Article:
"The Day of the Great Beast":
World War I, Americanization,
and a Community in Crisis
In a moving passage from his 1920 novel Pure Gold, O. E. Rolvaag poignantly addressed the transformative effects of World War I on Norwegian-American ethnicity, Americanization, and nativism.
Everything about her spoke of American efficiency. Take her name, for example--Hazel Knapp, so short and with such a snap to it, with no trace of foreign origin, neither in sound nor in spelling. . . . There was hardly a soul in America to whom the World War gave greater moments of exaltation; it inspired her so. Her enraptured enthusiasm changed into religious worship to which she surrendered herself completely. How could she help it? The war was so mighty, so beautiful, so noble. Hazel saw clearly that an era of sweet brotherhood was dawning upon a sick world. . . . America had been chosen by God to lead the war, her country and its noble Allies! . . . To her there were only two classes of people: the real Americans who in her terminology included those who saw the war through her eyes, and on the other hand these--these-well-- these infamous foreigners who invariably had pro-German leanings. 1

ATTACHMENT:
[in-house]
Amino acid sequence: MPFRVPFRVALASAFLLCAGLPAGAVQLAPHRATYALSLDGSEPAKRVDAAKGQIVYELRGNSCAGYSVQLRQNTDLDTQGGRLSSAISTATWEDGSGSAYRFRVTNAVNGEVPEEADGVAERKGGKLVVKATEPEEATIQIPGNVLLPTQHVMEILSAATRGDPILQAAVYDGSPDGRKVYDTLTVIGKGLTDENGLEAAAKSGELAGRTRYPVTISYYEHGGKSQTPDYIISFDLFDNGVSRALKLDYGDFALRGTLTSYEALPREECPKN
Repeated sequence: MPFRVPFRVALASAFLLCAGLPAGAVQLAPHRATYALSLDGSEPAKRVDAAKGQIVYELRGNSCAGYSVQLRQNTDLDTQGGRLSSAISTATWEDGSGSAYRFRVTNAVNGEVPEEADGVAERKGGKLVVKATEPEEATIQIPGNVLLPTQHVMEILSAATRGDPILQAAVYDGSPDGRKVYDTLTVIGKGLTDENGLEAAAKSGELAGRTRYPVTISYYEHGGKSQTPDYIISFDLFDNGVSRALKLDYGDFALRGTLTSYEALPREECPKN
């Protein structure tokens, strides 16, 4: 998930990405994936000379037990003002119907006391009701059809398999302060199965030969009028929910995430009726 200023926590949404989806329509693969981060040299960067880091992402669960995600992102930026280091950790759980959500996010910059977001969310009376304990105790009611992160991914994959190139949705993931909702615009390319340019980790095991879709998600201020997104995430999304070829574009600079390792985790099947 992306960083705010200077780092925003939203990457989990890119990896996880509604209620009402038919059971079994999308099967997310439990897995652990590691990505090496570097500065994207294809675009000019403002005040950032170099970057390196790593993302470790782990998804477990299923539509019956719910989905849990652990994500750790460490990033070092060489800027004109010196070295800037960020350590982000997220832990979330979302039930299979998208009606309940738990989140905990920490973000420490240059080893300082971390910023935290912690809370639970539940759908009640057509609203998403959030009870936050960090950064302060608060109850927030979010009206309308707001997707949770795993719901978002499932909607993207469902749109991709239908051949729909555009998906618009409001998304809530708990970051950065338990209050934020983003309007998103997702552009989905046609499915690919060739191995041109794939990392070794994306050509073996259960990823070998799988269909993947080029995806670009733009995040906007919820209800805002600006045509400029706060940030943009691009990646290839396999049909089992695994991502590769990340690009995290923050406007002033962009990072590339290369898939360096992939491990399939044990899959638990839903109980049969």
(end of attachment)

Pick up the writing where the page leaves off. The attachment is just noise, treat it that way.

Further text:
In the context of World War I, the Red Scare, and a widespread campaign for "100% Americanism," Rolvaag's novel serves as evidence of the tensions within his community over cultural identity. In an article two years earlier, the author had declared, "Everything that is not of Anglo- American origin has been rendered suspect to an ominous degree. . . . In some places ill will and suspicion turned into the most rancorous persecution. . . . All that was strange was dangerous; so it had to be extirpated. They were not particular about the means, and woe to anyone who tried to object."2 Though Americanization movements had a much longer history, World War I exacerbated and accelerated American nativism into an often